Further, justifying this derogation of the right of Muslim ladies to manifest their religion based on the continued purity of their relationship with their creator is not a judicial function. Article 12(2) which provides the metric for derogation of enshrined human rights does not include this. It makes these rights subject to respect for the rights and freedoms of others and for the public interest. As stated by a Ghanaian legal jurist,[2] Article 12(2) does not allow parliament to derogate from the fundamental human rights of Chapter 5 by mere legislation when the constitution itself does not state that that right in question can be derogated from. How much more the actions of a mere administrator? On this matter, the learned Justice’s position is wrong both in Islamic theology (the wearing of the Hijab is a command of Allah surah 24:31) and in the secular law of Ghana.

Throwing the Baby Out with the Bath Water?

As a community, we can point out the questionable opinions of the learned Justice Amadou Tanko and still be happy about his nomination as a Supreme Court Justice. Representation matters and for people with names like that of the learned justice, his ascension to the highest court of the land imbues some level of hope. This is someone they can identify with who has risen all the way to the highest court of the land. What we, however, ought to do is to tamper our excitement with a dose of reality. Justice Tanko is only one out of 15 Supreme Court justices on the bench. With each sitting on a substantive matter having not more than 5 justices at a time (number varies depending on the jurisdiction of the court being invoked) and the CJ having control over who gets to sit on what case, even the Mufti of Saudi Arabia as a Judge in Ghana will not be able to institute the kind of changes Muslims will want to see happen. It is even the case, in the opinion of the writer that these changes on hijab are well within the purview of both the executive and legislative branches of government. These are matters of ensuring specific legislation and subsequent implementation of those legislations.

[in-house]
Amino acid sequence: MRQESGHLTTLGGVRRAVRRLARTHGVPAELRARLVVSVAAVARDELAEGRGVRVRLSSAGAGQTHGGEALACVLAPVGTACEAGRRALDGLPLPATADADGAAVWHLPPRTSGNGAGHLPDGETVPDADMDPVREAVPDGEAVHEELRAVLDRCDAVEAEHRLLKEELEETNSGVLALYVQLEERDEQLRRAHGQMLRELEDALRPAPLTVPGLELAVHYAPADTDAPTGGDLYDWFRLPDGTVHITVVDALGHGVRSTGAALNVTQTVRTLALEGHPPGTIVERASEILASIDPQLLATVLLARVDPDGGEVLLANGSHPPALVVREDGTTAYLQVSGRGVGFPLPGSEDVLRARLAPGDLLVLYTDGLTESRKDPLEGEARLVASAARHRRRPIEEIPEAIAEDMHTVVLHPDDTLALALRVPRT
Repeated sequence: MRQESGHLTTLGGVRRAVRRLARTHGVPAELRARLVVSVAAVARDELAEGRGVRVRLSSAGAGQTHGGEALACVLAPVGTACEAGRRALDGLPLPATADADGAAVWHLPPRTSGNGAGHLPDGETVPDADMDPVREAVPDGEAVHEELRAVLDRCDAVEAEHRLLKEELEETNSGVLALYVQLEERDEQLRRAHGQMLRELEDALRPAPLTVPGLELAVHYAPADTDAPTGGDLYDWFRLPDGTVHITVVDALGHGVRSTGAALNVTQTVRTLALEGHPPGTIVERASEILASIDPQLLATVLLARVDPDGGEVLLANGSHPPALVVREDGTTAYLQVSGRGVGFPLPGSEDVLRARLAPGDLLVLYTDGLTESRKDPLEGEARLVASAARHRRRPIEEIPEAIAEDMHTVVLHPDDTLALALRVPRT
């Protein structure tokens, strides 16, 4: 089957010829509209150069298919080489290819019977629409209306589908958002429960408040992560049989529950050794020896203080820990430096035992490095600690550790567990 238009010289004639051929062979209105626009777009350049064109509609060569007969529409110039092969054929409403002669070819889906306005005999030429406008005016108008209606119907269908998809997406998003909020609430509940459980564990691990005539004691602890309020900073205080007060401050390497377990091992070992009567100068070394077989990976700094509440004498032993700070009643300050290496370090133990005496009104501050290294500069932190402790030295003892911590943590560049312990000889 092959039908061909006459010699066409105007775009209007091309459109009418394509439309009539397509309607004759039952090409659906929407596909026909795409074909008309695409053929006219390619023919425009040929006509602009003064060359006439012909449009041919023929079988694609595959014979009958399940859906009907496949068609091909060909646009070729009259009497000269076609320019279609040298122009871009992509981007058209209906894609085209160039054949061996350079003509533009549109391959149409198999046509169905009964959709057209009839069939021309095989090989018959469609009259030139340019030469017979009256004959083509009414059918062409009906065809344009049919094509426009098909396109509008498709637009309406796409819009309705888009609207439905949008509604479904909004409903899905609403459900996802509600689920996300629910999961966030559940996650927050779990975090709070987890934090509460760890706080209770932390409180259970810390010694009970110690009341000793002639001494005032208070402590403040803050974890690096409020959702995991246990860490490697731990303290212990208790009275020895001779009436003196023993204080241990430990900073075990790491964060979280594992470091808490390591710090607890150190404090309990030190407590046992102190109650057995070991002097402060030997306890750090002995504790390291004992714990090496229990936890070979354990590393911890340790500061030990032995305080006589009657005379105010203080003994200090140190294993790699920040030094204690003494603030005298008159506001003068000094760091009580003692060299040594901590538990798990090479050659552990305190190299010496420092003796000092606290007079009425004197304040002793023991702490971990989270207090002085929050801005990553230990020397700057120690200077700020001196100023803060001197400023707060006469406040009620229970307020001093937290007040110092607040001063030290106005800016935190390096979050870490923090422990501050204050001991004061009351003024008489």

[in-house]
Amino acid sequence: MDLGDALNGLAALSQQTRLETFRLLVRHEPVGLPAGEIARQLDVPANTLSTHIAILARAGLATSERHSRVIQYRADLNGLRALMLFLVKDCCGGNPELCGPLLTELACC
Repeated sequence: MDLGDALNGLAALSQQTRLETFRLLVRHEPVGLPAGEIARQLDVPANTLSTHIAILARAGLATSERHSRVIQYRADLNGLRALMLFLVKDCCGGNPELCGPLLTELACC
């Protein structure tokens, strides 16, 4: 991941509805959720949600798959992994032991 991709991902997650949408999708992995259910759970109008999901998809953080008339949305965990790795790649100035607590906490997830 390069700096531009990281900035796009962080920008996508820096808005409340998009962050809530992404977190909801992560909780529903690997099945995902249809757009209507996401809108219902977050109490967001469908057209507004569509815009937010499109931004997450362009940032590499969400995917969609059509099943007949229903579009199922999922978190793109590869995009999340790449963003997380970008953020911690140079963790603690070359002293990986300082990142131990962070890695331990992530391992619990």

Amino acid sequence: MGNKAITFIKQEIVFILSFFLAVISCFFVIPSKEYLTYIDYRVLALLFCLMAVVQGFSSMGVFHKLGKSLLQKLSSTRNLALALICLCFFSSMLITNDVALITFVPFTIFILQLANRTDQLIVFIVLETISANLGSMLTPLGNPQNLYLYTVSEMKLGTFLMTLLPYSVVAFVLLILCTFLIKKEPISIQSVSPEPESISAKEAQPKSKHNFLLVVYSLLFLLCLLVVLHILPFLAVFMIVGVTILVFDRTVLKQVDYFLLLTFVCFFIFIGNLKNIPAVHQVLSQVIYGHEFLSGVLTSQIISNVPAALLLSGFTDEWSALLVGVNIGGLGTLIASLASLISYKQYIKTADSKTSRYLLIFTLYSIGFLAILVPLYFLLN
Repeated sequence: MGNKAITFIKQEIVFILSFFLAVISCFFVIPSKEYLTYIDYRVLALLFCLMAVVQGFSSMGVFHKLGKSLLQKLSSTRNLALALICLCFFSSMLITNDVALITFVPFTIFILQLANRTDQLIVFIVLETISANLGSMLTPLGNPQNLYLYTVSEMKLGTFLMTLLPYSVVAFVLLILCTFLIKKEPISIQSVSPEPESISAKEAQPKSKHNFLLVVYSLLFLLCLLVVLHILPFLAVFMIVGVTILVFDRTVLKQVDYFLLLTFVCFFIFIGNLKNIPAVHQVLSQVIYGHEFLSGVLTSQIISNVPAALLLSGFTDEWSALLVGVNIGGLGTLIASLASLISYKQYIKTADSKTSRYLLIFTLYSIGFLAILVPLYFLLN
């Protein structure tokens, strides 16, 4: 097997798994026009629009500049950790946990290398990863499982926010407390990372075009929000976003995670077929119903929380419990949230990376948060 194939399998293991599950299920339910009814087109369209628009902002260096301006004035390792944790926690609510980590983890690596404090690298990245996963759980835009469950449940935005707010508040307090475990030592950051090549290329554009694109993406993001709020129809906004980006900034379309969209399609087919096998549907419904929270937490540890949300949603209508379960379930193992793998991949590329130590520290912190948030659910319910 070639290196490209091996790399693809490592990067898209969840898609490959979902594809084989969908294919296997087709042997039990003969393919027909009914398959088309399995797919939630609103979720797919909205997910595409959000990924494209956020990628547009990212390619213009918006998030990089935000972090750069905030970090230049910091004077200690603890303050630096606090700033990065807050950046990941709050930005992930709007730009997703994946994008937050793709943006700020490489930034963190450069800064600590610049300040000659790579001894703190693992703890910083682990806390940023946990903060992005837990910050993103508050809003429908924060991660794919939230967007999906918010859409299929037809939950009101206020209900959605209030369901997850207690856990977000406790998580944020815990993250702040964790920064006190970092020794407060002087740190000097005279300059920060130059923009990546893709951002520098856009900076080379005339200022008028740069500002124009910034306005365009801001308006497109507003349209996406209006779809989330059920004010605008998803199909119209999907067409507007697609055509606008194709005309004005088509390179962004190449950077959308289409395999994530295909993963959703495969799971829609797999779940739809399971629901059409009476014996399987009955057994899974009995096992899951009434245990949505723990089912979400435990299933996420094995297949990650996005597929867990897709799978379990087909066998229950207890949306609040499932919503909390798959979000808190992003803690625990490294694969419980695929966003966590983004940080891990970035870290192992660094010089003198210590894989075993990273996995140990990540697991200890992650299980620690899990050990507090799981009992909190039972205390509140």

Throwing the baby out with the bathwater, as some zealous commentators have done is problematic. Some trigger ready Takfiris have already declared the learned Justice a non-Muslim with others praying that he does not make it through the nomination process. Such expressions account for the increasing disassociation of Muslim professionals from the Muslim collective in Ghana. This situation should have occasioned an impassioned discussion not the zealotry being witnessed.


[1] For a better appreciation of Islamic inheritance law, head to this website: https://yaqeeninstitute.org/nazir-khan/women-in-islamic-law-examining-five-prevalent-myths/